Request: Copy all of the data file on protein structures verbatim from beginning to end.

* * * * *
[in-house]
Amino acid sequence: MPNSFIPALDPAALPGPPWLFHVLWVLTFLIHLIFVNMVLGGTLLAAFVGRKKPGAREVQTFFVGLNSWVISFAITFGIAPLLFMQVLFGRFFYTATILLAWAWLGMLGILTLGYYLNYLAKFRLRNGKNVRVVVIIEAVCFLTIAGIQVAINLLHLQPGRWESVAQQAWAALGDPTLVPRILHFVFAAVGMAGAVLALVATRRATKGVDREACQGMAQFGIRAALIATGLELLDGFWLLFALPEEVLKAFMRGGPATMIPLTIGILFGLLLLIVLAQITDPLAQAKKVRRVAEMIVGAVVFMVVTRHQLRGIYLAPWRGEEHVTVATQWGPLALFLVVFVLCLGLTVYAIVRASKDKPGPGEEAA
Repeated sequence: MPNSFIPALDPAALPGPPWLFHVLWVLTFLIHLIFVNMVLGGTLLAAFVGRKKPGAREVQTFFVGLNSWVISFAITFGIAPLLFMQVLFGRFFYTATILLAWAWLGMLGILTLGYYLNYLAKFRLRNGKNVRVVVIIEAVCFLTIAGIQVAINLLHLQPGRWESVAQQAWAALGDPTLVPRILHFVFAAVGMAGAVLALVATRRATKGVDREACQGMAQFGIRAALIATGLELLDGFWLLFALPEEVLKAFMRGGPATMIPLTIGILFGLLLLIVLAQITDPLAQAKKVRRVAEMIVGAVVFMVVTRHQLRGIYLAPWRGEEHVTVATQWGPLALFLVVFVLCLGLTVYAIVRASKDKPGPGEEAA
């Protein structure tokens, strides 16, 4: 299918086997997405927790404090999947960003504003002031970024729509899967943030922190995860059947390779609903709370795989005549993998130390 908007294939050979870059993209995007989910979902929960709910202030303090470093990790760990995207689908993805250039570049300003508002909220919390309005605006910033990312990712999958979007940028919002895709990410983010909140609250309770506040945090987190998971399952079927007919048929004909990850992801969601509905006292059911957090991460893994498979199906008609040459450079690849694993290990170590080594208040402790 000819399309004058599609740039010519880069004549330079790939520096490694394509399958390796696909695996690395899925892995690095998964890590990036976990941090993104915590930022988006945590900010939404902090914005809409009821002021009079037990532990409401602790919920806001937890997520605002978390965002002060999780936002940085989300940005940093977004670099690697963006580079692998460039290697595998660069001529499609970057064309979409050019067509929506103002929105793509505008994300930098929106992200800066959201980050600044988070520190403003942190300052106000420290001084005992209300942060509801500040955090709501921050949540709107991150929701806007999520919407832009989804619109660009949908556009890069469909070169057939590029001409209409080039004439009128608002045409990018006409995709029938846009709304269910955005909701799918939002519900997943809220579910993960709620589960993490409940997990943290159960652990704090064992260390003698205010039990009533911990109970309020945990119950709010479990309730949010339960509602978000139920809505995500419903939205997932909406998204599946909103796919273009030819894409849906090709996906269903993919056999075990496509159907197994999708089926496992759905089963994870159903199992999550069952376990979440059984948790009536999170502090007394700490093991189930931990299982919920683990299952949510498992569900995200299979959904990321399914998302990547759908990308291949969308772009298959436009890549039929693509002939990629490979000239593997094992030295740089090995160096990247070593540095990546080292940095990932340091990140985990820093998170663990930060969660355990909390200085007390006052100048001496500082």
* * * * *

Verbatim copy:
[in-house]
Amino acid sequence: MPNSFIPALDPAALPGPPWLFHVLWVLTFLIHLIFVNMVLGGTLLAAFVGRKKPGAREVQTFFVGLNSWVISFAITFGIAPLLFMQVLFGRFFYTATILLAWAWLGMLGILTLGYYLNYLAKFRLRNGKNVRVVVIIEAVCFLTIAGIQVAINLLHLQPGRWESVAQQAWAALGDPTLVPRILHFVFAAVGMAGAVLALVATRRATKGVDREACQGMAQFGIRAALIATGLELLDGFWLLFALPEEVLKAFMRGGPATMIPLTIGILFGLLLLIVLAQITDPLAQAKKVRRVAEMIVGAVVFMVVTRHQLRGIYLAPWRGEEHVTVATQWGPLALFLVVFVLCLGLTVYAIVRASKDKPGPGEEAA
Repeated sequence: MPNSFIPALDPAALPGPPWLFHVLWVLTFLIHLIFVNMVLGGTLLAAFVGRKKPGAREVQTFFVGLNSWVISFAITFGIAPLLFMQVLFGRFFYTATILLAWAWLGMLGILTLGYYLNYLAKFRLRNGKNVRVVVIIEAVCFLTIAGIQVAINLLHLQPGRWESVAQQAWAALGDPTLVPRILHFVFAAVGMAGAVLALVATRRATKGVDREACQGMAQFGIRAALIATGLELLDGFWLLFALPEEVLKAFMRGGPATMIPLTIGILFGLLLLIVLAQITDPLAQAKKVRRVAEMIVGAVVFMVVTRHQLRGIYLAPWRGEEHVTVATQWGPLALFLVVFVLCLGLTVYAIVRASKDKPGPGEEAA
């Protein structure tokens, strides 16, 4: 299918086997997405927790404090999947960003504003002031970024729509899967943030922190995860059947390779609903709370795989005549993998130390 908007294939050979870059993209995007989910979902929960709910202030303090470093990790760990995207689908993805250039570049300003508002909220919390309005605006910033990312990712999958979007940028919002895709990410983010909140609250309770506040945090987190998971399952079927007919048929004909990850992801969601509905006292059911957090991460893994498979199906008609040459450079690849694993290990170590080594208040402790 000819399309004058599609740039010519880069004549330079790939520096490694394509399958390796696909695996690395899925892995690095998964890590990036976990941090993104915590930022988006945590900010939404902090914005809409009821002021009079037990532990409401602790919920806001937890997520605002978390965002002060999780936002940085989300940005940093977004670099690697963006580079692998460039290697595998660069001529499609970057064309979409050019067509929506103002929105793509505008994300930098929106992200800066959201980050600044988070520190403003942190300052106000420290001084005992209300942060509801500040955090709501921050949540709107991150929701806007999520919407832009989804619109660009949908556009890069469909070169057939590029001409209409080039004439009128608002045409990018006409995709029938846009709304269910955005909701799918939002519900997943809220579910993960709620589960993490409940997990943290159960652990704090064992260390003698205010039990009533911990109970309020945990119950709010479990309730949010339960509602978000139920809505995500419903939205997932909406998204599946909103796919273009030819894409849906090709996906269903993919056999075990496509159907197994999708089926496992759905089963994870159903199992999550069952376990979440059984948790009536999170502090007394700490093991189930931990299982919920683990299952949510498992569900995200299979959904990321399914998302990547759908990308291949969308772009298959436009890549039929693509002939990629490979000239593997094992030295740089090995160096990247070593540095990546080292940095990932340091990140985990820093998170663990930060969660355990909390200085007390006052100048001496500082």